I know 16 poems by heart and so can you
The recent realization that I was not in a position to learn a foreign language like Spanish (even though I had the goddam Duolingo app) really bummed me out. Despite the fact that Trump is promising to Make America White Again, I thought learning Spanish was practical and would be a great mental exercise.
Turns out it’s hard as hell to do that in your spare time. So, instead, I decided to memorize a shitload of poems. 100 to be exact.
I bought the book Committed to Memory and have been working my way through it. It only costs one penny.
Why are you doing this, Uncle Johnny?
Well, friend, I want to grow my mind grapes out of their comfort zone. I want to have a better memory. I want to know more words. I want an interesting lexicon. I want to impress people at social gatherings by quoting 18th century poetry.
I want to be better. Smarter. More bionic. Taller. Poemer.
It’s so hard to come home from a day at work and crack open the laptop again and learn a new programming language. It’s a grind. I get fatigued from web development sometimes. I needed a different way to push the bounds of my thinking mind out a little bit.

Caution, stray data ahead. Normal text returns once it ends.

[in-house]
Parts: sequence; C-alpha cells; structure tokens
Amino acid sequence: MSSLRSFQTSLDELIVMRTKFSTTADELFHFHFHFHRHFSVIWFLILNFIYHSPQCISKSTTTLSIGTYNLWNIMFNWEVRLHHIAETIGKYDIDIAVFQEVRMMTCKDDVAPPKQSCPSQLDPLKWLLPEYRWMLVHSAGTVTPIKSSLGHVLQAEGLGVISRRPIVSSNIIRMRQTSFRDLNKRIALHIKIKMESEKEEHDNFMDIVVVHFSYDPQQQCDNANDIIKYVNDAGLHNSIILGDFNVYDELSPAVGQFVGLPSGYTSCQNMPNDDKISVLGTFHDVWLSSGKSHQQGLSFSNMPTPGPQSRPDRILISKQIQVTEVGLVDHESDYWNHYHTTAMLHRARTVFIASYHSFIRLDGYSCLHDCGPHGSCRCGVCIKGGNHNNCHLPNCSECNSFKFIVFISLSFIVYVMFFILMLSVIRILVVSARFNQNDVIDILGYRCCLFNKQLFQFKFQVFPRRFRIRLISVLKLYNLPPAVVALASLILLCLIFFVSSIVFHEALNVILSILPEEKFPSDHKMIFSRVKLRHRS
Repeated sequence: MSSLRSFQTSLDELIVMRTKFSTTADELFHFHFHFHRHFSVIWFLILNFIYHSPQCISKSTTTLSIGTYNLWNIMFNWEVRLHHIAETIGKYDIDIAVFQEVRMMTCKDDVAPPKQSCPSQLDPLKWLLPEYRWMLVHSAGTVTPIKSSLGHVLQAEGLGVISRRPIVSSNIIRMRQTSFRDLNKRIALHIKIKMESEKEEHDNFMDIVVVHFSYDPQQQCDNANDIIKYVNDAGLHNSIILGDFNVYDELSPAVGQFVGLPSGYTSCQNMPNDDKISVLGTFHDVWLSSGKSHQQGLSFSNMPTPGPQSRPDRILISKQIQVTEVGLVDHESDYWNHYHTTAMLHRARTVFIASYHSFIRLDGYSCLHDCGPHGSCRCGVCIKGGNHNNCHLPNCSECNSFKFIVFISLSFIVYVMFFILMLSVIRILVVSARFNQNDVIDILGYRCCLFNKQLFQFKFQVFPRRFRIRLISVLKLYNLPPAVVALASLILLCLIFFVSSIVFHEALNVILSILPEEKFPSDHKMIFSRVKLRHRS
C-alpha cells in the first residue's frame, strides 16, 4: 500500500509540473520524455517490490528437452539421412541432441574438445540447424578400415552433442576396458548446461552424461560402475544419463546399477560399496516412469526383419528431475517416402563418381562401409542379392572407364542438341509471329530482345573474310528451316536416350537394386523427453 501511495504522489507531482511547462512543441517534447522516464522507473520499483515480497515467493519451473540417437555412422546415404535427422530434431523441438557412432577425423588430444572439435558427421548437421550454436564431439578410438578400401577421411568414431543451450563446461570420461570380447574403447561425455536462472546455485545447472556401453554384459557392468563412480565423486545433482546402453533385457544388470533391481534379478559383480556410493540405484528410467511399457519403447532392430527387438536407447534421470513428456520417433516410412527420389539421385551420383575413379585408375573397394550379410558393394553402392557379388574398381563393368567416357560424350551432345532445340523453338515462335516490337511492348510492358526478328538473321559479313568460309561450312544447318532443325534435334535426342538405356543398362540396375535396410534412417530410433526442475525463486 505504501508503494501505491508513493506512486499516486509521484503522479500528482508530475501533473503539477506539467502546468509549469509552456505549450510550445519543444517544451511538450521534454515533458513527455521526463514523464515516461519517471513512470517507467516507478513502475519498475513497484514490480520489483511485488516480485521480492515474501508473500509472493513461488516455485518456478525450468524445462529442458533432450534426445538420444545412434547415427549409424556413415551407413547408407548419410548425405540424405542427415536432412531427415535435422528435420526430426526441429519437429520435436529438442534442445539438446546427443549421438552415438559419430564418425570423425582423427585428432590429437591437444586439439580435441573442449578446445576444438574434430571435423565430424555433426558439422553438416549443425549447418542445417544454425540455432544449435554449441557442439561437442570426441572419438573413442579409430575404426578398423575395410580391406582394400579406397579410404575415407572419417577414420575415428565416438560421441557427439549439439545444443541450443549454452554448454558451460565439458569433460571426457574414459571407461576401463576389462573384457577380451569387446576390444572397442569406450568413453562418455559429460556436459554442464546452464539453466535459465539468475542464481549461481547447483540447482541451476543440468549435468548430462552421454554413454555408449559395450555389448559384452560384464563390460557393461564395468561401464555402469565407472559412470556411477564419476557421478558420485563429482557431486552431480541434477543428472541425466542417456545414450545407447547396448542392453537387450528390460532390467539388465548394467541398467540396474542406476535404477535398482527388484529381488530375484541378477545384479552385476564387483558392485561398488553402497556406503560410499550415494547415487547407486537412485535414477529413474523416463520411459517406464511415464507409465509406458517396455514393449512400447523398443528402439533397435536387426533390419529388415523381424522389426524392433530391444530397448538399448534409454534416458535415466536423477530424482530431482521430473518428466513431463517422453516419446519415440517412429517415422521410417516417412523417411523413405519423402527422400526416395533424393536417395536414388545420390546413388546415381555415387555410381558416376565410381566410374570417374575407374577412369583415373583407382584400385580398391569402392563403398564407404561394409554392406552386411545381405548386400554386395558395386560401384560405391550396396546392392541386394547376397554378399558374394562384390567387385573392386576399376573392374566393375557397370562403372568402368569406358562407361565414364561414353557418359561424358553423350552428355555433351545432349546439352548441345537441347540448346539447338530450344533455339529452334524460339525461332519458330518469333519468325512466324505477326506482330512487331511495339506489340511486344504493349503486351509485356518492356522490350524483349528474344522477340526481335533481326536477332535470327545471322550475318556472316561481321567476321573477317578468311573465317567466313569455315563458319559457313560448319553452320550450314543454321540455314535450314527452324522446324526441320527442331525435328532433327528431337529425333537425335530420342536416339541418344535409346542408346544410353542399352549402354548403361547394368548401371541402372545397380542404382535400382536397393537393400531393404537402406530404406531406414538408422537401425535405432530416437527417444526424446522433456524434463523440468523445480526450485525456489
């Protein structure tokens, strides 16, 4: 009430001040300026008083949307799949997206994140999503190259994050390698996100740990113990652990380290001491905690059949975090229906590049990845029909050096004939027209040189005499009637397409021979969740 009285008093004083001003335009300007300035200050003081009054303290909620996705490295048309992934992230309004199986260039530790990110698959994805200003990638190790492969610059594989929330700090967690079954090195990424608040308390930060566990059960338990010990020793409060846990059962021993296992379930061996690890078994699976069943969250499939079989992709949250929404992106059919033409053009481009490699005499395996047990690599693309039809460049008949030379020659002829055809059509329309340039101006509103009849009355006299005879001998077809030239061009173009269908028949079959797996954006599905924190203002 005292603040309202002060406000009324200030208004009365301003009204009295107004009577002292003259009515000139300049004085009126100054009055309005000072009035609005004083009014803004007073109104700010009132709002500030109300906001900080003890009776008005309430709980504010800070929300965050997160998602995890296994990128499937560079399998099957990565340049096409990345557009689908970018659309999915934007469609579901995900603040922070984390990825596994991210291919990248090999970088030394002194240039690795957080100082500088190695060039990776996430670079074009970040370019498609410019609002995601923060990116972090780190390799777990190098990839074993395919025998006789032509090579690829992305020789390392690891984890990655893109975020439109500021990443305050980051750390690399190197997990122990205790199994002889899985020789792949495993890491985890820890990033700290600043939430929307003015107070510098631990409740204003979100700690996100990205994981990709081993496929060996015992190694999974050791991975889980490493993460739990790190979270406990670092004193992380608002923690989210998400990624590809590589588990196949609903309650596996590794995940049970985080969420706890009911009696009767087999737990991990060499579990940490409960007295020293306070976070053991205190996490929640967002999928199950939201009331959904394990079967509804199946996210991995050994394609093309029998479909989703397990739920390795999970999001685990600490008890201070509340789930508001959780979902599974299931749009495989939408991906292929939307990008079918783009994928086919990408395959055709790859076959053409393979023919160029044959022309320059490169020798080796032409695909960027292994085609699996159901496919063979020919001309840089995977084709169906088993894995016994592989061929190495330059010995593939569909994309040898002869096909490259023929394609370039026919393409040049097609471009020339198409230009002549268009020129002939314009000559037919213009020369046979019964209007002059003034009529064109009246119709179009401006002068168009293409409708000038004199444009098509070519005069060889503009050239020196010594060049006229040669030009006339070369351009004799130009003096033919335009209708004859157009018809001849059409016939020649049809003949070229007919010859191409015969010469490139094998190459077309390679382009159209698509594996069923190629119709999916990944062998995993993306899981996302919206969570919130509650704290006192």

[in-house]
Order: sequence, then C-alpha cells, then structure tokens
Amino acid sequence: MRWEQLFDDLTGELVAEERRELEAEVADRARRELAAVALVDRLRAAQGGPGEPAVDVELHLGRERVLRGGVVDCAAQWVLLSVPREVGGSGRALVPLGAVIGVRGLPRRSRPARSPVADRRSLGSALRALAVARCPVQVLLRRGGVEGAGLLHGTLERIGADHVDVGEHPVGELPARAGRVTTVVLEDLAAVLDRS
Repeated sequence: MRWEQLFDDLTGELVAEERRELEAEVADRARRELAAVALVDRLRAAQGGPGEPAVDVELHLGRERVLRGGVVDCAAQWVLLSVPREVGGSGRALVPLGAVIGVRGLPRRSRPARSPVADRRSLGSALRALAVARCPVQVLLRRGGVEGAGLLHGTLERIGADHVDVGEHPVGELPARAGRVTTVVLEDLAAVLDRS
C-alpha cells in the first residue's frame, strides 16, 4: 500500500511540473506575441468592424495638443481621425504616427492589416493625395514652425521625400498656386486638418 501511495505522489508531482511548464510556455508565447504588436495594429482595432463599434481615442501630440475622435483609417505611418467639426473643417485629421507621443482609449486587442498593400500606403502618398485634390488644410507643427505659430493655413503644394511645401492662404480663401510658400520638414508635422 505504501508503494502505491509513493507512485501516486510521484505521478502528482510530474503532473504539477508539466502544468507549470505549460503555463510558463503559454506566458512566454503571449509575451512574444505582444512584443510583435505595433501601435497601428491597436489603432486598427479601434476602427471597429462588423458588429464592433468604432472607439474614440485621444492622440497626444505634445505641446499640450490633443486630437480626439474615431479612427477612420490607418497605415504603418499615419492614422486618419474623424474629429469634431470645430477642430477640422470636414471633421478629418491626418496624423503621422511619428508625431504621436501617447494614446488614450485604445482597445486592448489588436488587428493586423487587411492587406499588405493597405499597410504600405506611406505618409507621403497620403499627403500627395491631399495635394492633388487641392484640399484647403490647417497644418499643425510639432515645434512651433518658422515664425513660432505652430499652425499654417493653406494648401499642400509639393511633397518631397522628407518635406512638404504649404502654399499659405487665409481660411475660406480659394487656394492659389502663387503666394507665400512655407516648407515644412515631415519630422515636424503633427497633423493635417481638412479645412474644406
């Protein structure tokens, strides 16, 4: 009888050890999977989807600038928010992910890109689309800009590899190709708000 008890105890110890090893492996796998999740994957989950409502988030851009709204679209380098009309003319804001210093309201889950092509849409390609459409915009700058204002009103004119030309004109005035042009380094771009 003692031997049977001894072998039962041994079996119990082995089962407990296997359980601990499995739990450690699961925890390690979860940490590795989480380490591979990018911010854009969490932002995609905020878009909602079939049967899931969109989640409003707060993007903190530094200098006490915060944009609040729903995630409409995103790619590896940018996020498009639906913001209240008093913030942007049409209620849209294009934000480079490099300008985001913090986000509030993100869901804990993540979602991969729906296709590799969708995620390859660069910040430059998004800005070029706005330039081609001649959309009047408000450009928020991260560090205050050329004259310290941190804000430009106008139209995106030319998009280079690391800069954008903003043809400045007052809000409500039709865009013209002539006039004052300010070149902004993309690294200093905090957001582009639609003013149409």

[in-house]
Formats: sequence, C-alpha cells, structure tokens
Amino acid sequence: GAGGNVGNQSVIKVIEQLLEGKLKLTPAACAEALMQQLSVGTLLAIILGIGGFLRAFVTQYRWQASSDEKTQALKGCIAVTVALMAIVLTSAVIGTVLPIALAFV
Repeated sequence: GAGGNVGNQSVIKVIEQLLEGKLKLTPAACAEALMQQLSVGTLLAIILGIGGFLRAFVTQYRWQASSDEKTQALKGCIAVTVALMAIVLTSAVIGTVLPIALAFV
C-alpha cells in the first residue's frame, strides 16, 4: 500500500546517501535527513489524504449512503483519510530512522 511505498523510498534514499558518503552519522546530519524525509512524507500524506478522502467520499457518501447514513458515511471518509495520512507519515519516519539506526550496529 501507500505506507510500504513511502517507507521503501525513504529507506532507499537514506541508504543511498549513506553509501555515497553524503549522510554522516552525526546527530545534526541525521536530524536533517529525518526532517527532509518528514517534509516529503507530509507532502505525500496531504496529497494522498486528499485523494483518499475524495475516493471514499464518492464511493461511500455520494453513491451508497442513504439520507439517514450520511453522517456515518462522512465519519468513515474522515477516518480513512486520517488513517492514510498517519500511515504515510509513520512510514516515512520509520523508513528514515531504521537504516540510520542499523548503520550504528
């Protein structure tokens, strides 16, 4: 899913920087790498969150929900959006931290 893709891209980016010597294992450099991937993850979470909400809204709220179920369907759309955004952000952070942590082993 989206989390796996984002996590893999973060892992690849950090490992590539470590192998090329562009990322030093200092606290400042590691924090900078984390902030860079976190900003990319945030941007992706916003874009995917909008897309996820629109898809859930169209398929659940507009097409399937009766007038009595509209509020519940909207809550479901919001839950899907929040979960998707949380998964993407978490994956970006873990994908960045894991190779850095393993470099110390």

So, this is the exact method on what I do to learn poems by heart:
- Take a picture of the poem in my book with my cell phone
- At work when no one is watching, copy it down on paper by hand.
- During my walks to and from work, read the poem out loud, memorizing two lines at a time.
- Keep doing that until I’ve memorized it. Then say it a ton of times.
- When I have free moments pop up, recite one. Or two. Or ten. Car rides alone are the perfect place to recite them.
It’s actually real easy.
Give it a try. Start with a sonnet, like I did. Not Shakespeare, though. They are only 14 lines, they typically rhyme in some reliable way, and you’ll really impress your friends at the bar.